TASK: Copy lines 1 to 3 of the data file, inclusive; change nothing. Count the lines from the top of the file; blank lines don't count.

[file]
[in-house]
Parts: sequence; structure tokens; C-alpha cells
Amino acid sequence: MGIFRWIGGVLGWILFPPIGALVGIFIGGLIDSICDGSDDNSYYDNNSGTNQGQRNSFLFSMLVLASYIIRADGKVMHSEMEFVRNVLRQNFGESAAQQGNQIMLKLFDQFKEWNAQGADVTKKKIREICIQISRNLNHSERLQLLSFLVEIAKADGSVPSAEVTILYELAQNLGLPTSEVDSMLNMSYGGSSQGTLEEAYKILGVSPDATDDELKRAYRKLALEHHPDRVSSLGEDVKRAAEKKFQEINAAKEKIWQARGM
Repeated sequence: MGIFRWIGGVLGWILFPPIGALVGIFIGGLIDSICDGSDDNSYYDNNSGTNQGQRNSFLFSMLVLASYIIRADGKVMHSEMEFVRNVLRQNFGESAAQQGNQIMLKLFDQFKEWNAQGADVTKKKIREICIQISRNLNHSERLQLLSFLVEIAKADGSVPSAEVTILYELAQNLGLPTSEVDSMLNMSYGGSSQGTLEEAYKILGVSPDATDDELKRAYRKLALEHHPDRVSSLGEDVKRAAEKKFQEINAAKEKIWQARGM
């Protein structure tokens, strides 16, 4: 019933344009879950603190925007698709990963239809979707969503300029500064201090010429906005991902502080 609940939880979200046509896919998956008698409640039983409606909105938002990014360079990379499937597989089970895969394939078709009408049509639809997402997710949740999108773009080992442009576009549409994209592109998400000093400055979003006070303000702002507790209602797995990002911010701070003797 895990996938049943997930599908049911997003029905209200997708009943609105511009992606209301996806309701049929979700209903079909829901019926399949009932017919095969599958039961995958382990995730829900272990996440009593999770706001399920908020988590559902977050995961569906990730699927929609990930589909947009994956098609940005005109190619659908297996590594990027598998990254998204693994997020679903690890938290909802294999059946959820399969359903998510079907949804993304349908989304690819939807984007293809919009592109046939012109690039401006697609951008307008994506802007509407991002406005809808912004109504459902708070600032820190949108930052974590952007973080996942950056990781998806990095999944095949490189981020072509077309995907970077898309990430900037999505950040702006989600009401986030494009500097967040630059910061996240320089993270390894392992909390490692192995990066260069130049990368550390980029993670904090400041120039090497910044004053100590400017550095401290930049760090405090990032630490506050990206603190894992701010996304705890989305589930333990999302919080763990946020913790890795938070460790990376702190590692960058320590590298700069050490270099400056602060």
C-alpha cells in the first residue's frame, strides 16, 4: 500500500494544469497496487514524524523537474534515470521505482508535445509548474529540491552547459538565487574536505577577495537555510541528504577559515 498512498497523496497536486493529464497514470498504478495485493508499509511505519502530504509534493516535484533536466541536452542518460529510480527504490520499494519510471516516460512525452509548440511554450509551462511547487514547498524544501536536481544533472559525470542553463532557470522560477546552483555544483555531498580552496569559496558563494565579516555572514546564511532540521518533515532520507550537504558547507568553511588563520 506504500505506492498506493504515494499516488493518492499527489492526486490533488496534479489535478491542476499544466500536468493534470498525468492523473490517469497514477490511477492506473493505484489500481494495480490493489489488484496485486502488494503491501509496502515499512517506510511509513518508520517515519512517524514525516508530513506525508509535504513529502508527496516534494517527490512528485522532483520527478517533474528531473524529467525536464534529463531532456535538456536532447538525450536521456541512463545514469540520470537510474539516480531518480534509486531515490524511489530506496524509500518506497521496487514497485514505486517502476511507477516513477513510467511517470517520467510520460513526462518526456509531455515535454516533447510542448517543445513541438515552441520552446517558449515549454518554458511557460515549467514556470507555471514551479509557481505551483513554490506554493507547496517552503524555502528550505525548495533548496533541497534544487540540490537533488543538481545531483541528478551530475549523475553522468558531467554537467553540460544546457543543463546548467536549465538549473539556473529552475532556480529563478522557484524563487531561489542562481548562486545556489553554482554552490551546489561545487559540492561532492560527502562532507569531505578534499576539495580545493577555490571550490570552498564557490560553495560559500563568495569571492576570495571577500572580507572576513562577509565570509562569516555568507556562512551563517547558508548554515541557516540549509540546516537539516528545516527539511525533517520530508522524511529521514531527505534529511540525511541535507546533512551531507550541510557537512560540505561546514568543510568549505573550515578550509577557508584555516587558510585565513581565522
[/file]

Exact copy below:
[in-house]
Parts: sequence; structure tokens; C-alpha cells
Amino acid sequence: MGIFRWIGGVLGWILFPPIGALVGIFIGGLIDSICDGSDDNSYYDNNSGTNQGQRNSFLFSMLVLASYIIRADGKVMHSEMEFVRNVLRQNFGESAAQQGNQIMLKLFDQFKEWNAQGADVTKKKIREICIQISRNLNHSERLQLLSFLVEIAKADGSVPSAEVTILYELAQNLGLPTSEVDSMLNMSYGGSSQGTLEEAYKILGVSPDATDDELKRAYRKLALEHHPDRVSSLGEDVKRAAEKKFQEINAAKEKIWQARGM